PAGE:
The cover featuring an incredibly bloodied and battered Invincible, the second such in three volumes, again totally represents the content within, as Invincible encounters foes matching even his extraordinary abilities. In two cases, in fact.

The first is an excellent and ambitious piece of storytelling on the part of Robert Kirkman. The type of widescreen plot that at Marvel or DC would sprawl over several titles and a core miniseries is here related in a single chapter covering four days. When last seen evolved scientific genius Angstrom Levy, was presumed to have been nullified, deposited on an alternate world where he could no longer threaten Invincible. Instead this prompted an investigation of other-dimensional worlds, from which Levy has collected a dozen alternate versions of Invincible, none of whom share his protective ethics when it comes to Earth. These alternates are let loose, and death, devastation and carnage ensues. It contrasts the relative calm of the previous Happy Days.

Ryan Ottley is challenged by presenting events in such compressed fashion, but is more than up to the task, delivering much of the story in a series of small illustrations over a spread framed by two larger vertical images extending the length of the page. Vertical panels are used throughout in extremely effective fashion, showing the alternates surveying their devastation, or portraying them fighting against various characters Kirkman has borrowed from other creators.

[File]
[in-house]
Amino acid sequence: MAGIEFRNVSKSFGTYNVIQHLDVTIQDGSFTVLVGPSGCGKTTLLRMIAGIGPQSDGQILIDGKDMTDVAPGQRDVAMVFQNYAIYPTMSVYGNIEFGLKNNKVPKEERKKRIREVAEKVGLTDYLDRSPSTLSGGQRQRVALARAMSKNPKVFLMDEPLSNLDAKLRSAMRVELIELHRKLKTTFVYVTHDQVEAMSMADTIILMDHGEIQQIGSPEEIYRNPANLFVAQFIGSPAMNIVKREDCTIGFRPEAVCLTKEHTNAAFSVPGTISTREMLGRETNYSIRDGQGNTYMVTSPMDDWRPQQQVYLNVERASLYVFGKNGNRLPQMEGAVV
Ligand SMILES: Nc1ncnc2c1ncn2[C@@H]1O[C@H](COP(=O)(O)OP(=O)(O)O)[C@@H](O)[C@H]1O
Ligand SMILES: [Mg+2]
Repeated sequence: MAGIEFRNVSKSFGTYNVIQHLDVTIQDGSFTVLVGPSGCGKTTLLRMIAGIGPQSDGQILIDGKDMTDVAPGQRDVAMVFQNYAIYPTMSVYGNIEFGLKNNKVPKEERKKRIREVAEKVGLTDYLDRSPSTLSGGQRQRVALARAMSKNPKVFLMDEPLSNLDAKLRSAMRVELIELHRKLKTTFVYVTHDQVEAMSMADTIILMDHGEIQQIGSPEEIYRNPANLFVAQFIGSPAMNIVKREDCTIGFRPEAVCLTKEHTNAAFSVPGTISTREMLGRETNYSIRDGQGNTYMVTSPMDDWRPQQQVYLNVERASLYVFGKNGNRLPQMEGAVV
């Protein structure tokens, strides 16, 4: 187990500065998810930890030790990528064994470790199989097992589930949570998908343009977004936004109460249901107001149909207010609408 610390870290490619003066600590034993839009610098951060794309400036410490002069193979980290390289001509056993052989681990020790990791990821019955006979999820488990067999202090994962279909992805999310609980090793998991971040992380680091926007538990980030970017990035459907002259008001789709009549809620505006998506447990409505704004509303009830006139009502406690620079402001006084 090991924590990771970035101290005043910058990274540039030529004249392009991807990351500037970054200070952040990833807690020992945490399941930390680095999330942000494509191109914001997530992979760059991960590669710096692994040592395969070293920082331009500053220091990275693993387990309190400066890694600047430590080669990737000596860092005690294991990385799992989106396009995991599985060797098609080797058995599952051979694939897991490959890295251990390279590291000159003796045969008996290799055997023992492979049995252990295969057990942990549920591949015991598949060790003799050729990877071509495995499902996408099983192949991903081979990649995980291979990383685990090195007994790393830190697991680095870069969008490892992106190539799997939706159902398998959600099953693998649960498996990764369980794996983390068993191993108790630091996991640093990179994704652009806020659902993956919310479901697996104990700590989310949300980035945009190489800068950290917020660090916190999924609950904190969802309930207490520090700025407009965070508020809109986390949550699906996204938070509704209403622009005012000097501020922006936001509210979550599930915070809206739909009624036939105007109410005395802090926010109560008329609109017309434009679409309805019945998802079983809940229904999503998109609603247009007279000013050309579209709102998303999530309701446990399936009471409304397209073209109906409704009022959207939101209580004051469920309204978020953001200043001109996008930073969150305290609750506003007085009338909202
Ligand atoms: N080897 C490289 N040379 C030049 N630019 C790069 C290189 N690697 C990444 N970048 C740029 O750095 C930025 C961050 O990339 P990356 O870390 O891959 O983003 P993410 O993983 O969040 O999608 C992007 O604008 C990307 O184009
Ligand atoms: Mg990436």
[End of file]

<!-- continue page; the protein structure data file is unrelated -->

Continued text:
That battle, though, is but the opening salvo of this volume. Having already been severely tested, the last thing Invincible really requires is another near-invulnerable Viltrumite turning up on Earth. And due to the casualties suffered by other heroes in the opening chapter, there’s little chance of anyone helping him out. The following four chapters contrast the first by extending the suspense and desperation to almost unbearable levels. Again, Ottley is on top form, and devoting a spread to a bloodied head was an audacious choice. Whether deliberately so or by chance, in the seeming lack of all hope there are echoes of Steve Ditko’s Master Planner story in the early days of Spider-Man.

Those sequences alone would number Still Standing among the top Invincible collections, but Kirkman’s deft melding of soap opera style characterisation, future foreshadowing and good handle on a broad cast renders this the best to date. ‘Awesome’ is a grossly over-used adjective, but it applies here.

By the end some core relationships have shifted, although there’s some fine deceit on the part of global security agent Cedric Steadman, and the following Growing Pains is set up very nicely indeed.